Author: Trevor Jenkins Johnson: Sierra Leone Telegraph: 31 March 2018:
The runoffs are underway. About time too. The country is simply fed up with all the shenanigans going on between the parties, the National Electoral Commission (NEC), the Sierra Leone Police (SLP), the Judiciary, but to name a few.
There are a whole bunch of issues I want to analyse here, including but not limited to the recent High Court ruling, Sam Sumana “endorsement” cliff-hanger, integrity of NEC and the 1st round elections, threats of a military coup and of course, the obligatory prediction of who will be our next President.
But I think it makes sense to talk about the security of Sierra Leone – post elections, that concerns me quite a bit. The country is seriously polarised at the moment, throw in the tribalistic rhetoric, sprinkle some regionalism into the mix and we have what appears to be a very volatile situation awaiting a tiny spark!
Rather than rehash analysis already out there, I am going to challenge several players in this runoff election to carry out some simple tasks that should serve the following:
1. Serve as a check on the integrity of NEC
2. Serve as a cross check on the integrity of the process at polling station level
3. Alleviate the fears of either party with regards to electioneering malpractices of the other
4. Quell the tension somewhat post elections
5. Force the losing party to walk away gracefully whilst doing the right thing and asking their supporters to accept defeat, unite and help move the country forward.
To both SLPP and the APC
1. Ensure at least one of your agents at each polling station has a smart phone
2. Instruct them to take a photo of the RRF form immediately after it has been signed by all parties concerned including the NEC official and both party polling agents
3. Ask polling agent to send photo to party command centre immediately
4. Each party to have a public website up and running by 5pm tomorrow for the sole purpose of uploading 11,122 RRF photos.
5. Each party to have in place 30 very bright university students at the ready sitting in front of 30 shiny laptops. By my calculations, 15 students can aggregate 11,122 RRF forms in Microsoft excel in less than 12 hours and have the data checked simultaneously by the other 15.
Some assumptions… assuming 90% of polling stations are counted by 1am on Sunday 1st April and assuming the swing districts and large urban areas are part of that 90%, circa 1pm on same day, both parties should have a very good idea of who the winner is likely to be.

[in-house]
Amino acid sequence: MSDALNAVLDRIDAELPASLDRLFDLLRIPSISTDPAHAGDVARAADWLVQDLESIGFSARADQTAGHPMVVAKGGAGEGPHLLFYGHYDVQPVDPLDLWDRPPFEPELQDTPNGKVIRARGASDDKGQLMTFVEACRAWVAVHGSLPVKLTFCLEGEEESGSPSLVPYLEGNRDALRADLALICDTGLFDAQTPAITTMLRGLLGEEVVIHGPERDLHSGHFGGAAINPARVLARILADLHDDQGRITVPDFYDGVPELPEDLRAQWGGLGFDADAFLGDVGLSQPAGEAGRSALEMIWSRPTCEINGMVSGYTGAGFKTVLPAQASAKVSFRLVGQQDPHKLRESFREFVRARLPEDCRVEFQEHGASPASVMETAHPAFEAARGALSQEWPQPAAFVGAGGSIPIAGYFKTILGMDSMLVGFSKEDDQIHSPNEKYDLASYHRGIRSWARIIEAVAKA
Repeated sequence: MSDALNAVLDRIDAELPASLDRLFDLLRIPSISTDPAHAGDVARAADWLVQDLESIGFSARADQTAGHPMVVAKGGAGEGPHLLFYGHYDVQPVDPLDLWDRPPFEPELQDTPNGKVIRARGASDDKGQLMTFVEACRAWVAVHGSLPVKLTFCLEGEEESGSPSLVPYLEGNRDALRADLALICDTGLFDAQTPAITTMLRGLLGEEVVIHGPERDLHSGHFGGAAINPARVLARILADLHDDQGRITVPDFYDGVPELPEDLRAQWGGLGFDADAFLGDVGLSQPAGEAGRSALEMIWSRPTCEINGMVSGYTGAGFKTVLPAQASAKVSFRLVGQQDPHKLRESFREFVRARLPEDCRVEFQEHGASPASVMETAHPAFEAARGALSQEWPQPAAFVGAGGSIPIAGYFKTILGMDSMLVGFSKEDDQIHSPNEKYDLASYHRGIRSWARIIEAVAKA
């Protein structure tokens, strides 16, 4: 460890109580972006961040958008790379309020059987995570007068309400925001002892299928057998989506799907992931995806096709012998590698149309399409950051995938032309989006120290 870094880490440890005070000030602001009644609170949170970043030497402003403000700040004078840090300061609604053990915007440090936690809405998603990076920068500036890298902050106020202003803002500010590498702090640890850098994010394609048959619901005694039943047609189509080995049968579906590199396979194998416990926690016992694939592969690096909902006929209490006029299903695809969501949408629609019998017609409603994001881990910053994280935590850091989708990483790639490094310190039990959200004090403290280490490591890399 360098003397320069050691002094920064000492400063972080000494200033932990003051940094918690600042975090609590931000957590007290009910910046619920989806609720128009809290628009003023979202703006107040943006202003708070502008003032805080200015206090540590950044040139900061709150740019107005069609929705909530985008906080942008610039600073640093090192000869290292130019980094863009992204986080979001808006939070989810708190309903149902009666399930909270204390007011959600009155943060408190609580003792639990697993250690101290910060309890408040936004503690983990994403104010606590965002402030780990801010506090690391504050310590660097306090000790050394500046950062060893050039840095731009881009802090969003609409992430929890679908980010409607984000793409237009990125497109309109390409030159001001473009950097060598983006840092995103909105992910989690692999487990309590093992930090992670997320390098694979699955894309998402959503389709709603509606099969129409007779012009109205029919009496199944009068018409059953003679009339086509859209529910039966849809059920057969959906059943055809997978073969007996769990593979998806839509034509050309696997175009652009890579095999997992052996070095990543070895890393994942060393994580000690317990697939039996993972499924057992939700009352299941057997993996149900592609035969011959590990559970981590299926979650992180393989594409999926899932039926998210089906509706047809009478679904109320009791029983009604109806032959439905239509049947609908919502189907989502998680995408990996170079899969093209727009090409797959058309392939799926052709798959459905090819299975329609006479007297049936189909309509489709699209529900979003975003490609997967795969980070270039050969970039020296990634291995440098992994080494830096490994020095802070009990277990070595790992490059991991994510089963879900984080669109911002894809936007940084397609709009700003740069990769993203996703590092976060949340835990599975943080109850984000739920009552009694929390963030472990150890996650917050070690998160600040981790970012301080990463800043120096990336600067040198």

6. Both parties to publish their results online on said website.
Assuming both parties had a photo of the same RRF, I would expect identical results. Whoever the loser is shouldn’t have much to complain about other than perhaps employing a bunch of untrustworthy and inattentive polling agents, nothing to do with the winner.
To the NEC:
1. My understanding is that the RRF forms do a full reconciliation at the point of counting. This would now include the few officials who would vote at that polling station, increasing the votes past 300.
To my mind, I would expect zero instances of “over-voting” save for as mentioned above. Assuming your systems are robust, once the RRF results have been pushed through centres, districts, regions and NEC HQ, I would not expect any differences in your collated numbers to the aggregated source RRF forms.
2. Ensure all polling agents at all polling stations are allowed to take a photo of the completed and signed RRF forms
3. Create a similar website and post the results real time as they are aggregated by your officials, district by district, and at a granular level if so desired
4. Encourage NEW to give an exit poll prediction as was done last time – based on a 5% sampling.
5. Be prepared to explain any variance greater than 1% of the results both parties have published (assuming they have similar results), and be prepared to face the music if you cannot explain it.
All the rhetoric of VPN, internet hacks etc is indeed quite alarming but even if that may be true, doing the above cuts out the systematic roll-up of the numbers and challenges the integrity of NEC controls and processes.
The above can be executed within 24 hours based on my research (for the forward thinking efficient outfit), and would not cost either party more than $20k in labour, hardware and software setup costs.
My prediction on the runoff:
The winner will be the one who:
1. Kept their base energised
2. Increased turnout in low turnout areas in Round 1
3. Suffers the least from voter apathy
4. Manages to get a bigger slice of the voters of the smaller parties not in contention
May the best party and Mama Sa Lone win!!!
About the author
Trevor Jenkins-Johnston is the MD of Smartcloud Accountants, in the UK